An absolute masterpiece...
An absolute masterpiece. There are few places such as Umbria where you can find the best cultural expressions of the past and the present with the utmost respect for a natural environment with precious gems like Lake Trasimeno, the Clitunno Springs, the Marmore Waterfalls and the Castelluccio Plains. Masterpieces that have remained intact where even today you can find almost each one of these artistic, architectural and natural elements in one of the world’s most extraordinary open air museums.
The journey inevitably begins in Assisi and the basilica of St. Francis, which attracted some of the most famous and greatest architects and artists from every part of Italy and abroad, such as Cimabue and Giotto, Pietro Lorenzetti and Simone Martini. .As a matter of fact, the artistic culture of Italy and modern Europe spread out from Assisi. And speaking of painting cycles dedicated to “the poor saint”, visitors can admire similar works by Benozzo Gozzoli in Montefalco. Further ahead the “lacework” of the Orvieto Cathedral appears, along with the Temple of St. Mary of the Consolation in Todi and the Palazzo dei Consoli in Gubbio. Once you’ve reached Città della Pieve how can one not stand in awe in front of Perugino’s Adoration of the Magi inside the Church of the Tears in Trevi, or in Perugia in front of the Maggiore Fountain and in Spello not remain stunned at the site of the Baglioni Chapel, the work of Pinturicchio? Or at the Cathedral of Spoleto upon seeing the frescoes of Filippo Lippi, in Foligno for those by Niccolò di Liberatore known as l’Alunno and in Gualdo for the work of Matteo da Gualdo?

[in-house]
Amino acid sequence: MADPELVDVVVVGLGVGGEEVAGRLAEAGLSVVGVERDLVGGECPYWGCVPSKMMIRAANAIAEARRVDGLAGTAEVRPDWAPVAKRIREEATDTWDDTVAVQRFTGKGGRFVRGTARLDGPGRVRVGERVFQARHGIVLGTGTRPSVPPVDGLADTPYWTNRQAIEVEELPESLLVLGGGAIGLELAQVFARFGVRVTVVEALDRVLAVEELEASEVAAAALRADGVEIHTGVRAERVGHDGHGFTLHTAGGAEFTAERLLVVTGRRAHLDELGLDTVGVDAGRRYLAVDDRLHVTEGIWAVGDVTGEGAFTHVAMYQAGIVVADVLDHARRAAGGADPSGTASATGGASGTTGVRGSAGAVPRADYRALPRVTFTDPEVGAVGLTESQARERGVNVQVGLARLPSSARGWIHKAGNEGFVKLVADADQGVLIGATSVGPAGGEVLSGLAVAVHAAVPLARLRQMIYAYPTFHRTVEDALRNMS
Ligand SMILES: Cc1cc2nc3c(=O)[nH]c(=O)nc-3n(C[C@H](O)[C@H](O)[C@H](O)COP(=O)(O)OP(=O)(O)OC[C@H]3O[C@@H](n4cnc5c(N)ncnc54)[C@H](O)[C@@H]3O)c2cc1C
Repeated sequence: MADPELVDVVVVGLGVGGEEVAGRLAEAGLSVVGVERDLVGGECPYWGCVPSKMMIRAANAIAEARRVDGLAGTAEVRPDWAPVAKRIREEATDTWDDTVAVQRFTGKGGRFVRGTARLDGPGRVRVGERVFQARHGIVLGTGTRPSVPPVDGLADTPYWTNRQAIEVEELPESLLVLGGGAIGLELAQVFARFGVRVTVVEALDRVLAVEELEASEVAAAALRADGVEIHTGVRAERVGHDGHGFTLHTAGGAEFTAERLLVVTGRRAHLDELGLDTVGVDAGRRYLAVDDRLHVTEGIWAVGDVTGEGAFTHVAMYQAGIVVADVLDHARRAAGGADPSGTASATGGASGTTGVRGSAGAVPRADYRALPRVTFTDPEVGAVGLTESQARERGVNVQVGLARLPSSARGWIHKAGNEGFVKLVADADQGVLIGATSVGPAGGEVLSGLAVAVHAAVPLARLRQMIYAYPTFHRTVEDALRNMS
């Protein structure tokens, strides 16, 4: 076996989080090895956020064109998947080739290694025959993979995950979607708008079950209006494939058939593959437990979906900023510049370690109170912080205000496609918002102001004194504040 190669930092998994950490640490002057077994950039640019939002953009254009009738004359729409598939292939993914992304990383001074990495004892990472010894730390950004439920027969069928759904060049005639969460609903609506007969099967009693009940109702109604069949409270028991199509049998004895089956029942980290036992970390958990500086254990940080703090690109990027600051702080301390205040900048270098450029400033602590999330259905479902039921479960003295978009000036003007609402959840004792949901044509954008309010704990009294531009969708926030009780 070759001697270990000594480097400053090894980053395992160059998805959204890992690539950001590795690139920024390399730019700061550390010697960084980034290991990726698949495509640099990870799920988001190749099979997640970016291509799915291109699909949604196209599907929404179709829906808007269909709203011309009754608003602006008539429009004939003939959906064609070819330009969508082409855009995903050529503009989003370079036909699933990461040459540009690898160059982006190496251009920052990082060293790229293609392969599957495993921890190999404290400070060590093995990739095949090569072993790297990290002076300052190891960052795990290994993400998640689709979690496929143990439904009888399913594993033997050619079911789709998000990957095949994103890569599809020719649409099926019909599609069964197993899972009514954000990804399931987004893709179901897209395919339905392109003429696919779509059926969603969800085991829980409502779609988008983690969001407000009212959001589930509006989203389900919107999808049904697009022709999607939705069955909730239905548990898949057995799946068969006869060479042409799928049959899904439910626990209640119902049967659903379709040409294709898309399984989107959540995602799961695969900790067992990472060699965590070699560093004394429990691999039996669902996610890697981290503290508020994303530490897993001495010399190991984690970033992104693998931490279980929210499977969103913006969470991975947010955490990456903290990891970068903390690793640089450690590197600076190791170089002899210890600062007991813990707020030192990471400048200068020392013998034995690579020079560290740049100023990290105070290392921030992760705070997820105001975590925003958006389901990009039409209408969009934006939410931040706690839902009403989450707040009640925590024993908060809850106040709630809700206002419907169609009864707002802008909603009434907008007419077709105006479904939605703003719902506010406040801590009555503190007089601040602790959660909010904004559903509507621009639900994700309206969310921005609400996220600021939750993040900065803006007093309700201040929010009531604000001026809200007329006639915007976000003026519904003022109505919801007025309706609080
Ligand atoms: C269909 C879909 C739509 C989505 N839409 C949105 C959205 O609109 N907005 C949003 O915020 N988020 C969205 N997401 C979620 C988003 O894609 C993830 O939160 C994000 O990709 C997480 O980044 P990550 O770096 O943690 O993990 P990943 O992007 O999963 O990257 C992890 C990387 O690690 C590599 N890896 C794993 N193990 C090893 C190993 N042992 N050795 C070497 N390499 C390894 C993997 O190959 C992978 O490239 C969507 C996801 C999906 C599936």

The National Gallery of Perugia recounts the history of the great Umbria artists in addition to those from other areas: from Gentile da Fabriano to Beato Angelico and Piero della Francesca. Various museums and collections speak to the world in the cities of ceramics (Deruta, Gualdo Tadino and Gubbio) and the cities of oil and wine are home to theme museums in Torgiano and Trevi. Finally, Umbria’s passage into the modern world occurred without upheaval, as described in the masterpieces of Gerardo Dottori and Alberto Burri “the revolutionary artist of sacks”.